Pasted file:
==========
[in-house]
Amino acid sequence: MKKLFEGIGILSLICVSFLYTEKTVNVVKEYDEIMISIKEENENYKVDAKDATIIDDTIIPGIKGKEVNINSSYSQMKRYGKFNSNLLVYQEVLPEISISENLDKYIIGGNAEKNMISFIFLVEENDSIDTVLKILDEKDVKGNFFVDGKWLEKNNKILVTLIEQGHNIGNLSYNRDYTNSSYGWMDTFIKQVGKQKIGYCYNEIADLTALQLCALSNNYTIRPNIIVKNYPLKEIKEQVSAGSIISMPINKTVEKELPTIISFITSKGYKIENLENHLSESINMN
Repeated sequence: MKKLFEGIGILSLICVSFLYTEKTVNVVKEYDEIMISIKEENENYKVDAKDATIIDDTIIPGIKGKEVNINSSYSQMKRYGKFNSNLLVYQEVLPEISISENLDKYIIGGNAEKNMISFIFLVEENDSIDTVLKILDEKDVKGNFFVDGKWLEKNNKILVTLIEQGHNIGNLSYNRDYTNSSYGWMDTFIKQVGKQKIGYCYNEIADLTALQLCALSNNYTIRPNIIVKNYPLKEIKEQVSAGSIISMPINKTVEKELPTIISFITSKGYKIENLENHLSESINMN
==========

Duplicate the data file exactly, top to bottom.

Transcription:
[in-house]
Amino acid sequence: MKKLFEGIGILSLICVSFLYTEKTVNVVKEYDEIMISIKEENENYKVDAKDATIIDDTIIPGIKGKEVNINSSYSQMKRYGKFNSNLLVYQEVLPEISISENLDKYIIGGNAEKNMISFIFLVEENDSIDTVLKILDEKDVKGNFFVDGKWLEKNNKILVTLIEQGHNIGNLSYNRDYTNSSYGWMDTFIKQVGKQKIGYCYNEIADLTALQLCALSNNYTIRPNIIVKNYPLKEIKEQVSAGSIISMPINKTVEKELPTIISFITSKGYKIENLENHLSESINMN
Repeated sequence: MKKLFEGIGILSLICVSFLYTEKTVNVVKEYDEIMISIKEENENYKVDAKDATIIDDTIIPGIKGKEVNINSSYSQMKRYGKFNSNLLVYQEVLPEISISENLDKYIIGGNAEKNMISFIFLVEENDSIDTVLKILDEKDVKGNFFVDGKWLEKNNKILVTLIEQGHNIGNLSYNRDYTNSSYGWMDTFIKQVGKQKIGYCYNEIADLTALQLCALSNNYTIRPNIIVKNYPLKEIKEQVSAGSIISMPINKTVEKELPTIISFITSKGYKIENLENHLSESINMN